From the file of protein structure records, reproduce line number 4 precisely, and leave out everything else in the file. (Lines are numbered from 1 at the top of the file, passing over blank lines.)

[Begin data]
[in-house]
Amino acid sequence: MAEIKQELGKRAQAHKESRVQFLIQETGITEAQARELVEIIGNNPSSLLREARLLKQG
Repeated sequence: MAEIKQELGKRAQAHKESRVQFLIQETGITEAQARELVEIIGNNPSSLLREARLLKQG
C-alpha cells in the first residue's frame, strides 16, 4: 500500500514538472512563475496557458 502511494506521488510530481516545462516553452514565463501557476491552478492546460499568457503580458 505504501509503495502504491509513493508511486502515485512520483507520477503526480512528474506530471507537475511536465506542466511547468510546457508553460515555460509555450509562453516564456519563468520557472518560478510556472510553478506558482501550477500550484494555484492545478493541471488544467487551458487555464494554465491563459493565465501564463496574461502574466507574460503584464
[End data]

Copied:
C-alpha cells in the first residue's frame, strides 16, 4: 500500500514538472512563475496557458 502511494506521488510530481516545462516553452514565463501557476491552478492546460499568457503580458 505504501509503495502504491509513493508511486502515485512520483507520477503526480512528474506530471507537475511536465506542466511547468510546457508553460515555460509555450509562453516564456519563468520557472518560478510556472510553478506558482501550477500550484494555484492545478493541471488544467487551458487555464494554465491563459493565465501564463496574461502574466507574460503584464